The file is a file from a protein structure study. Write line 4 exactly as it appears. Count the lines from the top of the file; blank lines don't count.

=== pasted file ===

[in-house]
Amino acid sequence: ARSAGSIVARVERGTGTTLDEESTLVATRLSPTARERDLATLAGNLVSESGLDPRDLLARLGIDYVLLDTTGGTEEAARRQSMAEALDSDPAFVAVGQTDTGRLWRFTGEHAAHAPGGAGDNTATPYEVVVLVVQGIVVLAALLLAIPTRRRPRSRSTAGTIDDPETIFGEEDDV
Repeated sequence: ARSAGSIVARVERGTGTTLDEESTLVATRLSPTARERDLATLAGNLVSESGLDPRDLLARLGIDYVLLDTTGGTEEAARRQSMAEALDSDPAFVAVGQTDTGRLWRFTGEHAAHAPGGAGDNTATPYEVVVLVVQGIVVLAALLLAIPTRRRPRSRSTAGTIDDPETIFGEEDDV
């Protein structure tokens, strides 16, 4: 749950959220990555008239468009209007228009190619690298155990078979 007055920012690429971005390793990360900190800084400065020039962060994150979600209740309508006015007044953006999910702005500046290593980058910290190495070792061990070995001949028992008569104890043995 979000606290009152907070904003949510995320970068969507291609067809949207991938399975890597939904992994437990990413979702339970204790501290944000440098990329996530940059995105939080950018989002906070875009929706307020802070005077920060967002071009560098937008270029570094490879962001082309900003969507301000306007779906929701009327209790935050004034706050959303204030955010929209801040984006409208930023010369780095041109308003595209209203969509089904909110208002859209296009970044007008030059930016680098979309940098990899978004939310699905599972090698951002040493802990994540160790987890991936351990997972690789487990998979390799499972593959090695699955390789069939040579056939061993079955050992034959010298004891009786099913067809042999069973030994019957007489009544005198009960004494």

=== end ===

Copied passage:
């Protein structure tokens, strides 16, 4: 749950959220990555008239468009209007228009190619690298155990078979 007055920012690429971005390793990360900190800084400065020039962060994150979600209740309508006015007044953006999910702005500046290593980058910290190495070792061990070995001949028992008569104890043995 979000606290009152907070904003949510995320970068969507291609067809949207991938399975890597939904992994437990990413979702339970204790501290944000440098990329996530940059995105939080950018989002906070875009929706307020802070005077920060967002071009560098937008270029570094490879962001082309900003969507301000306007779906929701009327209790935050004034706050959303204030955010929209801040984006409208930023010369780095041109308003595209209203969509089904909110208002859209296009970044007008030059930016680098979309940098990899978004939310699905599972090698951002040493802990994540160790987890991936351990997972690789487990998979390799499972593959090695699955390789069939040579056939061993079955050992034959010298004891009786099913067809042999069973030994019957007489009544005198009960004494």